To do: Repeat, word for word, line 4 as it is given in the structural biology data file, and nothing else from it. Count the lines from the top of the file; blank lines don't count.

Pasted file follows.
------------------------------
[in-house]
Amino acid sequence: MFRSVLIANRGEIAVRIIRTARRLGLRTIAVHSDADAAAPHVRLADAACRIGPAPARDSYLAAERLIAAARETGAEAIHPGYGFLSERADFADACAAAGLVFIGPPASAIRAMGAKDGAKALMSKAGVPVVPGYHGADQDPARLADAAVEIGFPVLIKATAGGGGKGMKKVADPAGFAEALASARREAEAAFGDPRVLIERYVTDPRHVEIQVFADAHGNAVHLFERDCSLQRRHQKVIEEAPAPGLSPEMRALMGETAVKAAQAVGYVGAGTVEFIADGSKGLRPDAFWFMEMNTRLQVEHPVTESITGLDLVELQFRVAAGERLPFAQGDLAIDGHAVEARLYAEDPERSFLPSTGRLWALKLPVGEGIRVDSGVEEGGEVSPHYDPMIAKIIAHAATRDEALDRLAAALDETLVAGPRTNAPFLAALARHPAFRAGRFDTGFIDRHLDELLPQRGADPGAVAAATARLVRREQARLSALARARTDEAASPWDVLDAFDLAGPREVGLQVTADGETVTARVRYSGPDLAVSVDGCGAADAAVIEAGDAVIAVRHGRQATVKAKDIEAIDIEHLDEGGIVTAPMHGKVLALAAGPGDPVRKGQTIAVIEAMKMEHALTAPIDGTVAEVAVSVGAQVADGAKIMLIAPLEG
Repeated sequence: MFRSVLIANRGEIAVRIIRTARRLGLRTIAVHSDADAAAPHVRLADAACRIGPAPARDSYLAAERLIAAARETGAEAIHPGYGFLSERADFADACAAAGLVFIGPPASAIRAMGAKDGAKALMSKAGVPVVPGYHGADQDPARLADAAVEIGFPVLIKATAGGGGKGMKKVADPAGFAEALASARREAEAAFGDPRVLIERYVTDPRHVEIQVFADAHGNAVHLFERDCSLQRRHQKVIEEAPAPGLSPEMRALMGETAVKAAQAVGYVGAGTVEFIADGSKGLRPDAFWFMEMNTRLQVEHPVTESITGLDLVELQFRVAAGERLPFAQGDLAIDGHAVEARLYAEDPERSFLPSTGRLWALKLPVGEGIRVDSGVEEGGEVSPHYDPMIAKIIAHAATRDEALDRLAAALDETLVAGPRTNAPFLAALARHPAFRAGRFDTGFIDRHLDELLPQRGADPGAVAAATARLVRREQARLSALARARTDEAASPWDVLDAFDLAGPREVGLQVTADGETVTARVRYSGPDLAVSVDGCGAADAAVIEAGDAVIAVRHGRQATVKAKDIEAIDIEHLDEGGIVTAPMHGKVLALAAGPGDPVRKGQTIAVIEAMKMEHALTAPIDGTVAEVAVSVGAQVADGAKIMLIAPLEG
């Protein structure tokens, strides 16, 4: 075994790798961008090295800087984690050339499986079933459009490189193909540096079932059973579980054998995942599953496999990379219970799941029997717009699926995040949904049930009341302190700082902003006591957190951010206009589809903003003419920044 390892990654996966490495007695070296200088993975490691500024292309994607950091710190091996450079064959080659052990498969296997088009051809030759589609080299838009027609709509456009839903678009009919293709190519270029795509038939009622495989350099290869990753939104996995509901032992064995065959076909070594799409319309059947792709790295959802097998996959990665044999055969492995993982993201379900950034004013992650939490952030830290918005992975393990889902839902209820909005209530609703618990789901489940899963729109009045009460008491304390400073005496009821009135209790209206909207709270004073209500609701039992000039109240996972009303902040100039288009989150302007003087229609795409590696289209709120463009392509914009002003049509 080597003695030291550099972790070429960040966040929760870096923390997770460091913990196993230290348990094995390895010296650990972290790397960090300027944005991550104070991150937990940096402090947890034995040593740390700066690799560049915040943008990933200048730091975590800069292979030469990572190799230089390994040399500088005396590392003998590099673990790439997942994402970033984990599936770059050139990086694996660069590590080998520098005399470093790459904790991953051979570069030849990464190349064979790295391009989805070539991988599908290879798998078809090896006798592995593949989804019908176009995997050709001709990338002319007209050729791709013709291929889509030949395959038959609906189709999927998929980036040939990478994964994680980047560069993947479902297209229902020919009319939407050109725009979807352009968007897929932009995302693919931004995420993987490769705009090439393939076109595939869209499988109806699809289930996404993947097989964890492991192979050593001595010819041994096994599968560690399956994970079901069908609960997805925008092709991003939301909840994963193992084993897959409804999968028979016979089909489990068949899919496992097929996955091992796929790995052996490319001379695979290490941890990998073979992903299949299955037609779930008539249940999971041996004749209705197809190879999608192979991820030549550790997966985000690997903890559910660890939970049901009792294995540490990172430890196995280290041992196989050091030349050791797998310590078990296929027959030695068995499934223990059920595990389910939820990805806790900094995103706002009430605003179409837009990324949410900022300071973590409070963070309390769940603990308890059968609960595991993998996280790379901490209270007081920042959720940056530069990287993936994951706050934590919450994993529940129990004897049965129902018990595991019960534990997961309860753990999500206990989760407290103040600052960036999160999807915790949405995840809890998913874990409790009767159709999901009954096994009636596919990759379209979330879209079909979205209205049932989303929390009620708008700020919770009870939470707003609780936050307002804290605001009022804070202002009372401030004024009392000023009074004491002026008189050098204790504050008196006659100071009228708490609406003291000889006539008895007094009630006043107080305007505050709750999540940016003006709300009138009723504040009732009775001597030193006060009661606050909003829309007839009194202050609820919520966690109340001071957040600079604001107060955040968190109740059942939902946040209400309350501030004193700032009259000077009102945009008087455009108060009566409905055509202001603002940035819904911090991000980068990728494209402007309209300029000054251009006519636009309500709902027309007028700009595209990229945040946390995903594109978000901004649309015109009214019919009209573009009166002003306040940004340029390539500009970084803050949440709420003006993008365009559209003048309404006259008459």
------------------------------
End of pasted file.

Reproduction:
């Protein structure tokens, strides 16, 4: 075994790798961008090295800087984690050339499986079933459009490189193909540096079932059973579980054998995942599953496999990379219970799941029997717009699926995040949904049930009341302190700082902003006591957190951010206009589809903003003419920044 390892990654996966490495007695070296200088993975490691500024292309994607950091710190091996450079064959080659052990498969296997088009051809030759589609080299838009027609709509456009839903678009009919293709190519270029795509038939009622495989350099290869990753939104996995509901032992064995065959076909070594799409319309059947792709790295959802097998996959990665044999055969492995993982993201379900950034004013992650939490952030830290918005992975393990889902839902209820909005209530609703618990789901489940899963729109009045009460008491304390400073005496009821009135209790209206909207709270004073209500609701039992000039109240996972009303902040100039288009989150302007003087229609795409590696289209709120463009392509914009002003049509 080597003695030291550099972790070429960040966040929760870096923390997770460091913990196993230290348990094995390895010296650990972290790397960090300027944005991550104070991150937990940096402090947890034995040593740390700066690799560049915040943008990933200048730091975590800069292979030469990572190799230089390994040399500088005396590392003998590099673990790439997942994402970033984990599936770059050139990086694996660069590590080998520098005399470093790459904790991953051979570069030849990464190349064979790295391009989805070539991988599908290879798998078809090896006798592995593949989804019908176009995997050709001709990338002319007209050729791709013709291929889509030949395959038959609906189709999927998929980036040939990478994964994680980047560069993947479902297209229902020919009319939407050109725009979807352009968007897929932009995302693919931004995420993987490769705009090439393939076109595939869209499988109806699809289930996404993947097989964890492991192979050593001595010819041994096994599968560690399956994970079901069908609960997805925008092709991003939301909840994963193992084993897959409804999968028979016979089909489990068949899919496992097929996955091992796929790995052996490319001379695979290490941890990998073979992903299949299955037609779930008539249940999971041996004749209705197809190879999608192979991820030549550790997966985000690997903890559910660890939970049901009792294995540490990172430890196995280290041992196989050091030349050791797998310590078990296929027959030695068995499934223990059920595990389910939820990805806790900094995103706002009430605003179409837009990324949410900022300071973590409070963070309390769940603990308890059968609960595991993998996280790379901490209270007081920042959720940056530069990287993936994951706050934590919450994993529940129990004897049965129902018990595991019960534990997961309860753990999500206990989760407290103040600052960036999160999807915790949405995840809890998913874990409790009767159709999901009954096994009636596919990759379209979330879209079909979205209205049932989303929390009620708008700020919770009870939470707003609780936050307002804290605001009022804070202002009372401030004024009392000023009074004491002026008189050098204790504050008196006659100071009228708490609406003291000889006539008895007094009630006043107080305007505050709750999540940016003006709300009138009723504040009732009775001597030193006060009661606050909003829309007839009194202050609820919520966690109340001071957040600079604001107060955040968190109740059942939902946040209400309350501030004193700032009259000077009102945009008087455009108060009566409905055509202001603002940035819904911090991000980068990728494209402007309209300029000054251009006519636009309500709902027309007028700009595209990229945040946390995903594109978000901004649309015109009214019919009209573009009166002003306040940004340029390539500009970084803050949440709420003006993008365009559209003048309404006259008459």